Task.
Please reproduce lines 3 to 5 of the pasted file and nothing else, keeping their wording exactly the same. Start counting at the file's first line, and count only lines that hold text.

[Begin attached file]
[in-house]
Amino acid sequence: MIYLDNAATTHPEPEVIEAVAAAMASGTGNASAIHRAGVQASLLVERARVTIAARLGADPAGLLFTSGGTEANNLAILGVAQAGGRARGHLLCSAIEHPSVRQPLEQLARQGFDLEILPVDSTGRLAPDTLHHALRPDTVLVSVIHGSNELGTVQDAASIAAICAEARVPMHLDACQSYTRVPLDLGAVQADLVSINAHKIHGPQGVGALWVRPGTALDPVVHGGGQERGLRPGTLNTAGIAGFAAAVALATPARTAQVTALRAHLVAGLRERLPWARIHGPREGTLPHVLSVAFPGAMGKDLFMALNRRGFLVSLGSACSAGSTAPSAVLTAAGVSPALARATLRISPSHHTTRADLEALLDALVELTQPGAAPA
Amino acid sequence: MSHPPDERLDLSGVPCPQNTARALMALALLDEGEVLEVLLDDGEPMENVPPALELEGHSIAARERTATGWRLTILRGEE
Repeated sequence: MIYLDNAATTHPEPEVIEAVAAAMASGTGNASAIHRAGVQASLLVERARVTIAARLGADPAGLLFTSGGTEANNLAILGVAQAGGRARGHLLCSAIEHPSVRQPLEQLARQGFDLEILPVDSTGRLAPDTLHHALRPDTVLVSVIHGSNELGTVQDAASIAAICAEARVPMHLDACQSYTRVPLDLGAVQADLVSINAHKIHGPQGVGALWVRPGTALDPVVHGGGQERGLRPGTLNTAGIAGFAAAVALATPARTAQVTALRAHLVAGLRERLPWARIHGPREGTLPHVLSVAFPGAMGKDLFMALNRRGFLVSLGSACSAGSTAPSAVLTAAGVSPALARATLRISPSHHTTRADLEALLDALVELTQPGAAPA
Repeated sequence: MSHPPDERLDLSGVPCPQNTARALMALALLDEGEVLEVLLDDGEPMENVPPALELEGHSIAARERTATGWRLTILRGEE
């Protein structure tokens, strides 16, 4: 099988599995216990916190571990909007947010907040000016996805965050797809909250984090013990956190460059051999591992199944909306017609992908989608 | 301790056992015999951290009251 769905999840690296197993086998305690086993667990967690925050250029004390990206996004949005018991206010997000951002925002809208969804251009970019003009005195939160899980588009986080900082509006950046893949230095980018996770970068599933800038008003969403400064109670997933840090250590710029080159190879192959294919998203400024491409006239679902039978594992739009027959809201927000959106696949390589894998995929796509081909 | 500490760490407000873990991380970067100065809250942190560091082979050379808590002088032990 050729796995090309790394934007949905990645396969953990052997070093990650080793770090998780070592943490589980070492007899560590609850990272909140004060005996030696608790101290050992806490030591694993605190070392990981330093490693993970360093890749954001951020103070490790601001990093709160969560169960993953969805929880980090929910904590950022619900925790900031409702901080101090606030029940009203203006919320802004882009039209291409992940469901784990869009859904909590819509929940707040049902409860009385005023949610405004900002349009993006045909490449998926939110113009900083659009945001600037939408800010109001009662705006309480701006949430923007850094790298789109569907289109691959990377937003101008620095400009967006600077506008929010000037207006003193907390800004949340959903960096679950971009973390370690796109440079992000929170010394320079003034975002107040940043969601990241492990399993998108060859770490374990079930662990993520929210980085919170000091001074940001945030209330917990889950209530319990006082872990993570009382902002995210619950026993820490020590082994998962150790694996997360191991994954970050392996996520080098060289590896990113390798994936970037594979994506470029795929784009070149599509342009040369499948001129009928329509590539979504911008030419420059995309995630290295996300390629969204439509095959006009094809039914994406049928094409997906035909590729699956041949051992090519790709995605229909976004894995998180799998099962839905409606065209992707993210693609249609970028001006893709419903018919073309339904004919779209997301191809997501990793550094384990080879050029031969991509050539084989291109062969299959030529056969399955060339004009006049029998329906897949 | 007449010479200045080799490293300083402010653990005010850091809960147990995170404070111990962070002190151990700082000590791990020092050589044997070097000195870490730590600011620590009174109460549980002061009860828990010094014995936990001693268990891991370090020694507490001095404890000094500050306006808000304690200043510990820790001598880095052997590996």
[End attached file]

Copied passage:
Amino acid sequence: MSHPPDERLDLSGVPCPQNTARALMALALLDEGEVLEVLLDDGEPMENVPPALELEGHSIAARERTATGWRLTILRGEE
Repeated sequence: MIYLDNAATTHPEPEVIEAVAAAMASGTGNASAIHRAGVQASLLVERARVTIAARLGADPAGLLFTSGGTEANNLAILGVAQAGGRARGHLLCSAIEHPSVRQPLEQLARQGFDLEILPVDSTGRLAPDTLHHALRPDTVLVSVIHGSNELGTVQDAASIAAICAEARVPMHLDACQSYTRVPLDLGAVQADLVSINAHKIHGPQGVGALWVRPGTALDPVVHGGGQERGLRPGTLNTAGIAGFAAAVALATPARTAQVTALRAHLVAGLRERLPWARIHGPREGTLPHVLSVAFPGAMGKDLFMALNRRGFLVSLGSACSAGSTAPSAVLTAAGVSPALARATLRISPSHHTTRADLEALLDALVELTQPGAAPA
Repeated sequence: MSHPPDERLDLSGVPCPQNTARALMALALLDEGEVLEVLLDDGEPMENVPPALELEGHSIAARERTATGWRLTILRGEE